Ethics in journalism, like morality in our personal lives, are created through a complex formula of equal parts philosophy, religion, social conditioning and experience.
Considering the vast possibilities for differences in each of these parts, it’s easy to see why any attempt to impose a single ethical standard to all journalists would be tricky at best.
Although there are no hard and fast rules, one general standard emerges.
“After looking at ethical codes around the world, the most common ethical imperative seems to be truth-telling.” (Merrill, p. 95)
In an ideal world, the public should be able to expect the media to be honest, fair, balanced and truthful in their efforts-but we know that such an assumption is unrealistic. (Merrill, p. 94)
“Some of the ethical challenges the media face today largely deal with such things as fabrication, plagiarism, invasions of privacy, and the concealment of the names of sources.” (Merrill, p. 103)
But, as Merrill points out, other issues include quoting out of context, imprecise paraphrasing, incorrect quotations, misidentifications, biased news and propaganda, conflicts of interest, sensationalism and negativism, etc. (p. 104)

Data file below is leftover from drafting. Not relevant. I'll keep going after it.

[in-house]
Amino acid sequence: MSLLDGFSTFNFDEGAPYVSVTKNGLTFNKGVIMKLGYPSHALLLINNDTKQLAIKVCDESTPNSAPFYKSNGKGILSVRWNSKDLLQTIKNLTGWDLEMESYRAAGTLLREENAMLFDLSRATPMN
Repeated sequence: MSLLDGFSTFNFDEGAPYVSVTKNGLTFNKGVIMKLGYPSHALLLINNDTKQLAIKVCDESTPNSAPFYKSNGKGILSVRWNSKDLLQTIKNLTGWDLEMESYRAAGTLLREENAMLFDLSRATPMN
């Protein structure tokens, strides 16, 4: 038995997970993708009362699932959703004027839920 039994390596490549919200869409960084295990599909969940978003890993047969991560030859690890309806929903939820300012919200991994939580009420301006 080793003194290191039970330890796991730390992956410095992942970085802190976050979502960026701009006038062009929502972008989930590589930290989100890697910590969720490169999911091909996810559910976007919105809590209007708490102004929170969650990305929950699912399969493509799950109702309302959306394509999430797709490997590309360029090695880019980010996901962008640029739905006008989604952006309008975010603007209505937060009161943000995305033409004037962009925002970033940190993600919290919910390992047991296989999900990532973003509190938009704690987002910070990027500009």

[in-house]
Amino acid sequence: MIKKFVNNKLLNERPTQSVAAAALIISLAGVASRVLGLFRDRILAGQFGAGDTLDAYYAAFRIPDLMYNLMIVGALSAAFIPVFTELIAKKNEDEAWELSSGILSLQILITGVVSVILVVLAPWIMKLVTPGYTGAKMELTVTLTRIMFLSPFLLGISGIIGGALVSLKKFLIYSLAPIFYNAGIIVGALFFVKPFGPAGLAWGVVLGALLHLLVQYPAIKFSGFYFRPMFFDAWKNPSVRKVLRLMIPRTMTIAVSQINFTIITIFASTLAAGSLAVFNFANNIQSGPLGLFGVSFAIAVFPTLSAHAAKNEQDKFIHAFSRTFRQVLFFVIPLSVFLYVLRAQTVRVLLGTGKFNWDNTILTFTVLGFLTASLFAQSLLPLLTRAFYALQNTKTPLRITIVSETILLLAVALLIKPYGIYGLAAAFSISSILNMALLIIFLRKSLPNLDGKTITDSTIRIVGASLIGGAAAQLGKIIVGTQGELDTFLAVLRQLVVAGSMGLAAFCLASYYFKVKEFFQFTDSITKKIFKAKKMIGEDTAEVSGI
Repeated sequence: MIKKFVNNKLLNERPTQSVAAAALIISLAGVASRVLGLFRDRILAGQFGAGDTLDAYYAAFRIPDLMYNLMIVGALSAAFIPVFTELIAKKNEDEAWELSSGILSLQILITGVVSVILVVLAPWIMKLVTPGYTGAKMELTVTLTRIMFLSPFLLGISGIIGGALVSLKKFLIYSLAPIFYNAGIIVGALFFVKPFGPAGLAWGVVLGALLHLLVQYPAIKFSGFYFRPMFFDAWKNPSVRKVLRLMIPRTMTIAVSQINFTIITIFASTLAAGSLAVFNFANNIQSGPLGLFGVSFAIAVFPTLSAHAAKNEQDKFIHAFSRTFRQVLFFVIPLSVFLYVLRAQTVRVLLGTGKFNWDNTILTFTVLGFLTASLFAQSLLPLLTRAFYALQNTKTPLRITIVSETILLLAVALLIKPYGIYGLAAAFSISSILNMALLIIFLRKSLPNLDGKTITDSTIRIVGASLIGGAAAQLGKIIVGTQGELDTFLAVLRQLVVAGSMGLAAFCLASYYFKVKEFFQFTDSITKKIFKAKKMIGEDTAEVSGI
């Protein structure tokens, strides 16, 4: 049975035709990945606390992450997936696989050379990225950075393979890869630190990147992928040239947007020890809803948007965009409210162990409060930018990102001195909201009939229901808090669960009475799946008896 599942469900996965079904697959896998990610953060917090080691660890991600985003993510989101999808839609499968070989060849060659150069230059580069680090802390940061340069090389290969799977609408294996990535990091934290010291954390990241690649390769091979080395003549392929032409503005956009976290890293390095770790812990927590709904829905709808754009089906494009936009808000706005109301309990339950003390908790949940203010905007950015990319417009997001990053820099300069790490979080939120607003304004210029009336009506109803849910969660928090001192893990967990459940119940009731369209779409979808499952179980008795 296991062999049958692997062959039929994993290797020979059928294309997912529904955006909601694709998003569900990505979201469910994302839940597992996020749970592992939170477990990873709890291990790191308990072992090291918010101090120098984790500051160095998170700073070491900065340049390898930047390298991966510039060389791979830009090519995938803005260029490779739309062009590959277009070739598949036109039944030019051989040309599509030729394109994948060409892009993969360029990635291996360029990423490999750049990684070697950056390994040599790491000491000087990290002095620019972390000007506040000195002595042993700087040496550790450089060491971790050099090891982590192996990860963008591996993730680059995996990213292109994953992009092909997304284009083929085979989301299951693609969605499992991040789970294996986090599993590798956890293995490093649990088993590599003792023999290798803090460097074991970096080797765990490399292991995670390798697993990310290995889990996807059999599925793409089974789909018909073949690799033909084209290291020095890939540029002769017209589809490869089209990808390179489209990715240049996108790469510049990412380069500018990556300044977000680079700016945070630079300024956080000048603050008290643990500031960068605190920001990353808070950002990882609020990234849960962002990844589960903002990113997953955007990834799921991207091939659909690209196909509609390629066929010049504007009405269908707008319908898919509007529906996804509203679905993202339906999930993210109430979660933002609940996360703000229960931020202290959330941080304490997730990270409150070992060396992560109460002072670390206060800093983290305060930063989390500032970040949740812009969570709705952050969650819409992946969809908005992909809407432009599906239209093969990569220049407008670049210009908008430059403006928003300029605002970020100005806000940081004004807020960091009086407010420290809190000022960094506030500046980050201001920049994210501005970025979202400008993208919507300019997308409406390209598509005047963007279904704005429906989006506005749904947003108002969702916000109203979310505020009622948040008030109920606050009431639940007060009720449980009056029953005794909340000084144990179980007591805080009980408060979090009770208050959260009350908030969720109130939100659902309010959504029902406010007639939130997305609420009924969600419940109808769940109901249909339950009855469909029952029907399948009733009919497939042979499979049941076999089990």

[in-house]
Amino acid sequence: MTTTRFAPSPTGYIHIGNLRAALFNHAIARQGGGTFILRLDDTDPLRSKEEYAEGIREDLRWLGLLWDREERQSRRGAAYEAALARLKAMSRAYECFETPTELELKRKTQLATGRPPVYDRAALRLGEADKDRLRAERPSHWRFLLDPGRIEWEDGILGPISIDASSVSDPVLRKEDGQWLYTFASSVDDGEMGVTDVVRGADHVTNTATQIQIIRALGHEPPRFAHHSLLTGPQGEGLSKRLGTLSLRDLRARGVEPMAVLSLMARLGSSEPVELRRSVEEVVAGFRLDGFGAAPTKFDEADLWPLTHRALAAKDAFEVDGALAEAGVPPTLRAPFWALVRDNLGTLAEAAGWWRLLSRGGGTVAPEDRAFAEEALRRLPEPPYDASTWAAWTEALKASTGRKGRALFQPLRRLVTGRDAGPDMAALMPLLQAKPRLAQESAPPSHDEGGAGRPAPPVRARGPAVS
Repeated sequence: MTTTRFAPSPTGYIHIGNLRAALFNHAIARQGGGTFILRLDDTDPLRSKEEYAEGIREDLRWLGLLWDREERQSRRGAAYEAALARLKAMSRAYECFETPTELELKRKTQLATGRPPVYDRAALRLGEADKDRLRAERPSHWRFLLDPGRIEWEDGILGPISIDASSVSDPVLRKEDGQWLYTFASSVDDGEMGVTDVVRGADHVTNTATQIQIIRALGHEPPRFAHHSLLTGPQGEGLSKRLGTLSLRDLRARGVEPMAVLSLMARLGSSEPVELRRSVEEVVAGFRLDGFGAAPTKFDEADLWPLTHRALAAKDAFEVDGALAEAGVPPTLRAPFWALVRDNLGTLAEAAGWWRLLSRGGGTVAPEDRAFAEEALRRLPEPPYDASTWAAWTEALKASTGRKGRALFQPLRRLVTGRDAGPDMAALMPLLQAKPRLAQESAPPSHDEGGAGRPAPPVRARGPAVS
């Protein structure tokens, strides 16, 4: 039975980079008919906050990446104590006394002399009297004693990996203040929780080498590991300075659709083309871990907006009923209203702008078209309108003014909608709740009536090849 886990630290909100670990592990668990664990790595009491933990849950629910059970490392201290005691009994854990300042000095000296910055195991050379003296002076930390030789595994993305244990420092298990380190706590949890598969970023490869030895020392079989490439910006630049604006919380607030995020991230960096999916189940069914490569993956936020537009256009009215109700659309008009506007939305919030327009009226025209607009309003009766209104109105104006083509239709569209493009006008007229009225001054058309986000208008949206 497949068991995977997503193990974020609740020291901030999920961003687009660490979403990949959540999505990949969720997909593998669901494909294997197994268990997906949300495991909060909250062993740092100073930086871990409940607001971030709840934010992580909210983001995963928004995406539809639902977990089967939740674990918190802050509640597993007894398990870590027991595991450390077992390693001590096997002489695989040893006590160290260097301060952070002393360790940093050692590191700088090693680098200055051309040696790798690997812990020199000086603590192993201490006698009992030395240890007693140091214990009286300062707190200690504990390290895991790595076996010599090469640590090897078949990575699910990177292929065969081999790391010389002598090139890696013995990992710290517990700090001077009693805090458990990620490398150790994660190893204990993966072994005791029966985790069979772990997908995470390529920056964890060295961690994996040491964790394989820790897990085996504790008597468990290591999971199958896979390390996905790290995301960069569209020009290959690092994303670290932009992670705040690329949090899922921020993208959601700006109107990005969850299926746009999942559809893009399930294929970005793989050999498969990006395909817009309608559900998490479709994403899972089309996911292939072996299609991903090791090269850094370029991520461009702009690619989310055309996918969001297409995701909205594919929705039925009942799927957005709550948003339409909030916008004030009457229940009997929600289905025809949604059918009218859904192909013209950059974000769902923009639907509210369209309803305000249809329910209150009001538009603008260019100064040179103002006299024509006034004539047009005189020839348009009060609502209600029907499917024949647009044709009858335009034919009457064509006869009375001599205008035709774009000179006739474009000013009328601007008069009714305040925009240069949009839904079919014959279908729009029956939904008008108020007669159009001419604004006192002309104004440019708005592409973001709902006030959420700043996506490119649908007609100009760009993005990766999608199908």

Merrill’s Utopian view of ethics in mass media is that “journalists of their own accord will forge a dedicated and committed league of ethicists and freedom-fighters embracing a combination of freedom and responsibility, wisdom and virtue.” (p. 107)
But, responsibility includes more than getting the facts straight and presenting stories in a balanced way.
In its fundamental obligation to inform the public about the events of the day, journalism creates a map for citizens to navigate society. (Kovach & Rosenstiel, p. 208)
The map should include news of all our communities, not just those with attractive demographics or strong appeal to advertisers. (p. 209)
Starting in the early 1900s, newspapers became more middle class and literary. The shift left holes in coverage for entire communities and newspapers did not make much investment in the youngest Americans.
“Those who were unable to navigate where they lived gave it up. The newscasts and newspapers that ignored whole communities also created problems for those it did serve. It left its audiences poorly informed because so much was left out. This made citizens vulnerable to making poor decisions about contemporary trends and about their needs.” (Kovach & Rosenstiel, p. 211)
As news becomes more niche and consumers continue the trend of searching out the news they want to read, or the news they identify with most, ensuring news includes coverage of all demographics will become more challenging.